Just to make this more organized I'll try spliting up my replies which are
below. (I cross posted since this topic seems to pertain to that group too
so anyone if the security.infrastructure group may want to look at the
previous messages in the off.ramp)

"Todd B" <ToddB@NOSPAMAgendumSoftware.com> wrote in message
> Now here comes the really nice part... I can cut and paste ANY of those
> encrypted segments of source, move them to any other part of the project,
> paste them and unencrypt them there!! Plus if you have another completely
> different project that happens to use the same Key, I can actually encrypt
> in one project, cut and paste to a second project and unencrypt there!!

Couldn't you store some sort of hash of the key in each project allowing cut
and paste between any project. If the hashes don't match then decrypt it
and re-encrypt it (assuming the user has both passwords) and if the hashes
do match jst do it the way you are now.

> Each project uses its own key and each project can only have one key.
> As a security measure we also designed it so that you cannot alter, delete
> or change that key as well especially when using this tool in FULL network
> and group project development mode.

So if the password leaks there is no easy way of changing it forcing you to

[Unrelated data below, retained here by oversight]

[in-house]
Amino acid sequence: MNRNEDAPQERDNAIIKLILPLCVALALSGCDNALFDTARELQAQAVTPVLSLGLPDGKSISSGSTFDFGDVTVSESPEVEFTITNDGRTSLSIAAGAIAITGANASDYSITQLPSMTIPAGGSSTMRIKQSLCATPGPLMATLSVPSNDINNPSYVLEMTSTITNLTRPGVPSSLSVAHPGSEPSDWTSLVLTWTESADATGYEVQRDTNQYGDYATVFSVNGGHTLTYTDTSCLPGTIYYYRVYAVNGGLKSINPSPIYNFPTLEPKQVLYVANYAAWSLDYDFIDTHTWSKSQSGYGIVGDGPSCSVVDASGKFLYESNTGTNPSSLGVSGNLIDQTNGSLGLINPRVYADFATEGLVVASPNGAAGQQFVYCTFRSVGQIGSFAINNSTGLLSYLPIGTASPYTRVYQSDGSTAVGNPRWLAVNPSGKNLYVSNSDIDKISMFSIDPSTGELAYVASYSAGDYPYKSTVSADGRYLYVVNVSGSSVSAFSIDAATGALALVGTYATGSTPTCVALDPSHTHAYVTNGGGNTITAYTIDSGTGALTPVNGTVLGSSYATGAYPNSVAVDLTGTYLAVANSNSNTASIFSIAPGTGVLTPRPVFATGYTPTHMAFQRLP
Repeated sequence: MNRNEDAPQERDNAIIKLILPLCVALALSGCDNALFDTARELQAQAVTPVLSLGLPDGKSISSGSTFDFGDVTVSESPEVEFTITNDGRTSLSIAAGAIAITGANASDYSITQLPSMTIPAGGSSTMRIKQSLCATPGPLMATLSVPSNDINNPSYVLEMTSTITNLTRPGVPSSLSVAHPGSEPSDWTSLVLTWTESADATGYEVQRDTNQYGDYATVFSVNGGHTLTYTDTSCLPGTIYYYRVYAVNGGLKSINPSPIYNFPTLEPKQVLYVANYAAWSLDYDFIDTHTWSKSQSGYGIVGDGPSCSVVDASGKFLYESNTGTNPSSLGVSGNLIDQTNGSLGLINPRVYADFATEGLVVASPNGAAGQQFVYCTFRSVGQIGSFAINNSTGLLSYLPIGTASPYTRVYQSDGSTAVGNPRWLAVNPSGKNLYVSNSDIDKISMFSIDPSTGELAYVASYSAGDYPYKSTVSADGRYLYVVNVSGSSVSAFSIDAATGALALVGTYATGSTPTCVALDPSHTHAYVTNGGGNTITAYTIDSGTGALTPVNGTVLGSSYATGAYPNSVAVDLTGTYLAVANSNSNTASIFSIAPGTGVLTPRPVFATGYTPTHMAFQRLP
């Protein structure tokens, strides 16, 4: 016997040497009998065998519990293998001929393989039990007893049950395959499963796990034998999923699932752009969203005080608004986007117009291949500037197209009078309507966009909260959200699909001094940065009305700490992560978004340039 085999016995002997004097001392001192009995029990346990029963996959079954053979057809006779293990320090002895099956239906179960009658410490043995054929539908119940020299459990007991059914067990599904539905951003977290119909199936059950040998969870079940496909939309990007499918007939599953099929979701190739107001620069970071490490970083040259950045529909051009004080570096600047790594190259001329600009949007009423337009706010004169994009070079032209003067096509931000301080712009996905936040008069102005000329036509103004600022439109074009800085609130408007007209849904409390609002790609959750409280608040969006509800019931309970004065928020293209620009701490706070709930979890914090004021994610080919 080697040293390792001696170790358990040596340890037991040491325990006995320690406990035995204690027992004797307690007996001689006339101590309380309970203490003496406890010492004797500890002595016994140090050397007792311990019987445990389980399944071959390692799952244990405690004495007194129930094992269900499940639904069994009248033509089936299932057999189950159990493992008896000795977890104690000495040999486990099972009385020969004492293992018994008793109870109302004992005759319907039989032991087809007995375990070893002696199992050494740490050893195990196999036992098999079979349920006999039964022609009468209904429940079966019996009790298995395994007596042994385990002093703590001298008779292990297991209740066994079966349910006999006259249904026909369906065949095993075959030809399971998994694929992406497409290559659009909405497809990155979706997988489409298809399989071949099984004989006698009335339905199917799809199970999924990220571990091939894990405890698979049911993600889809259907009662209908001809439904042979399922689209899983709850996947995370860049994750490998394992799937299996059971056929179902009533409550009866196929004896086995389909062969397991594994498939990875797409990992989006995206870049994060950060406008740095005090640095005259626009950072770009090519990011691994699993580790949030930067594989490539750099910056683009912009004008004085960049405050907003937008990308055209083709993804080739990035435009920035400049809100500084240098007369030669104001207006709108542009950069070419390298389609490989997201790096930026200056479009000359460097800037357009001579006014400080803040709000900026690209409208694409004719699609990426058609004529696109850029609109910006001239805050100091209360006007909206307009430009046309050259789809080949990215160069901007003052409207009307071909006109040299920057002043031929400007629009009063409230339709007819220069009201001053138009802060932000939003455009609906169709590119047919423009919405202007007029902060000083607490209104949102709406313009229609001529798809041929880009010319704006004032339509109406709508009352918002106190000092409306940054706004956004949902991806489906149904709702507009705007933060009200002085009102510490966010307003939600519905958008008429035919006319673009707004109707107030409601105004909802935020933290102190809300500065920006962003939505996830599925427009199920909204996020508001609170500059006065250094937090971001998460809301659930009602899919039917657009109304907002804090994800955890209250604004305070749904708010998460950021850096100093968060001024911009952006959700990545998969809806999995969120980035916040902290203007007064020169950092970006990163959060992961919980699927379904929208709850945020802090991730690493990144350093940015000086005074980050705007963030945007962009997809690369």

create a completely new project? Couldn't you just decrypt everything and
the re-encrypt with the new password?

> Once it has been out for a bit with no problems, we
> will move to release of the update allowing our 'Streaming Encryption'
> technology. Next upgrade will include the actual execution of the
> encrypted source on the fly. We are calling it 'Streaming Encryption' (TM)
> and in fact are applying for a patent on this part of the technology.

While I don't have my crypto books here (left them in my dorm room) I'm
pretty sure that term is already used for things like PGPfone and related
technologies where you encrypt a steam of data.

> > Any chance to support code signing like PGP?

> We are discussing the ability to have selectable encryption types

> RSA and PGP however you should know that we built what we call a 16 level,
> 128 bit encryption process. In essence it uses a method that is most
> probably unbreakable unless you know specifically the types, methods and
> keys of each level of encryption.

In terms of security you seem to be missing a few things:

First, an algorithm that depends on no one knowing the algorithm for
security is never secure. An algorithm should only depend on the private
key being kept a secret for security.

Second, are you saying you created your own semetric encryption algorithm
and expect it to be just as secure as IDEA, twofish or any of the other
publicly known (some are free for use) algorithms?

Third, there is the cryptoAPI which most people consider secure using good
algorithms already so there is no reason to implament your own.

The reason I asked about PGP was for for its signing ability. You seem to
be using a symetric algorithm which doesn't allow for code signing. Code
signing would allow a developer to know who wrote a block of code and make
sure no one else modified it.

Eli Allen